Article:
Gen VK Singh is all politics; even his body language says so. His utterances since he left the Army speak volumes of affairs between the government and the army
By Kuldip Nayar
I have been getting calls from the Pakistan media to inquire whether the Indian Army stalled the government from certain decisions or forced it to take some without its willingness. Their concern is understandable because the Army is the boss in Pakistan and even Prime Minister Nawaz Sharif, who said the elected government would be superior, has to clear the agenda of close India-Pakistan relations with his army chief General Ashfaq Pervez Kayani.
I have assured the Pakistan media that the situation in India is like the one prevailing in advanced countries in the West, where voters are the arbiters. However, I can recall one example of the Armed Forces (Special) Powers Act which can kill anyone on suspicion without being arraigned. The government was inclined to modify the act after a commission’s recommendations. However, the army had its way and the act stays without any amendment.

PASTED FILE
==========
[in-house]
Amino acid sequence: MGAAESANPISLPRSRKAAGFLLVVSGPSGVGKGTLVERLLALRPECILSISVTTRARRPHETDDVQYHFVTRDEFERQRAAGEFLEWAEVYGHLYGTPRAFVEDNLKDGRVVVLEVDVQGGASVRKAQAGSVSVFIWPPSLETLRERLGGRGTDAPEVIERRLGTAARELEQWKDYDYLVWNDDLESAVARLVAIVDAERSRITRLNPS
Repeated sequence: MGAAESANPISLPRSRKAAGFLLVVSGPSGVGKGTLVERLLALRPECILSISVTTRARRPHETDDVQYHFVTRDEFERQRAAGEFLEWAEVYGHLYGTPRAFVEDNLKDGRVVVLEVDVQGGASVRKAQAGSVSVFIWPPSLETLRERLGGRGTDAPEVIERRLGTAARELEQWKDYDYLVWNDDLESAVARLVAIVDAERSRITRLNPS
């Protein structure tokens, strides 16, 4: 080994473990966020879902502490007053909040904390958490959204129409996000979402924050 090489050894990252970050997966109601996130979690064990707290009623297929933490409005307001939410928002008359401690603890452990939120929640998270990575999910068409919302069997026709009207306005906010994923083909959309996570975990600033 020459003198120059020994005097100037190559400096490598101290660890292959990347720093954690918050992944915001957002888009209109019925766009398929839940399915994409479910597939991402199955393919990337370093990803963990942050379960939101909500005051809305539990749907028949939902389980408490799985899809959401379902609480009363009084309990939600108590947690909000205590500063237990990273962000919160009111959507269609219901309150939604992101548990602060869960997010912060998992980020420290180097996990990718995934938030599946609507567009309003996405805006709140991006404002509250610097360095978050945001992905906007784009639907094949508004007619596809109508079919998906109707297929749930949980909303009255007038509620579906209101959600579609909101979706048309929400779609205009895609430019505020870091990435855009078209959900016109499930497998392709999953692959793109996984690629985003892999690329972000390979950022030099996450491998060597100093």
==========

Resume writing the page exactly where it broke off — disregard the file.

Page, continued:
Except for this, I have found the Indian Army obedient to the elected government. It may be a cliche, but the army is apolitical and takes pride in eschewing politics. There may be discussions in messes or canteens of the armed forces on the present conditions of the country, but they are healthy and nothing beyond the ventilation of disgust.
This is not even a case of Bonapartism. I know of a few aberrations on the part of certain army chiefs who have gone beyond the ambit of authority. But there is no instance of defiance. When General K S Thimmaiah, a popular army chief, submitted his resignation to the dismay of public, it was against the functioning of the then Defense minister Krishna Menon. Prime minister Jawaharlal Nehru intervened and made Thimmaiah withdraw his resignation.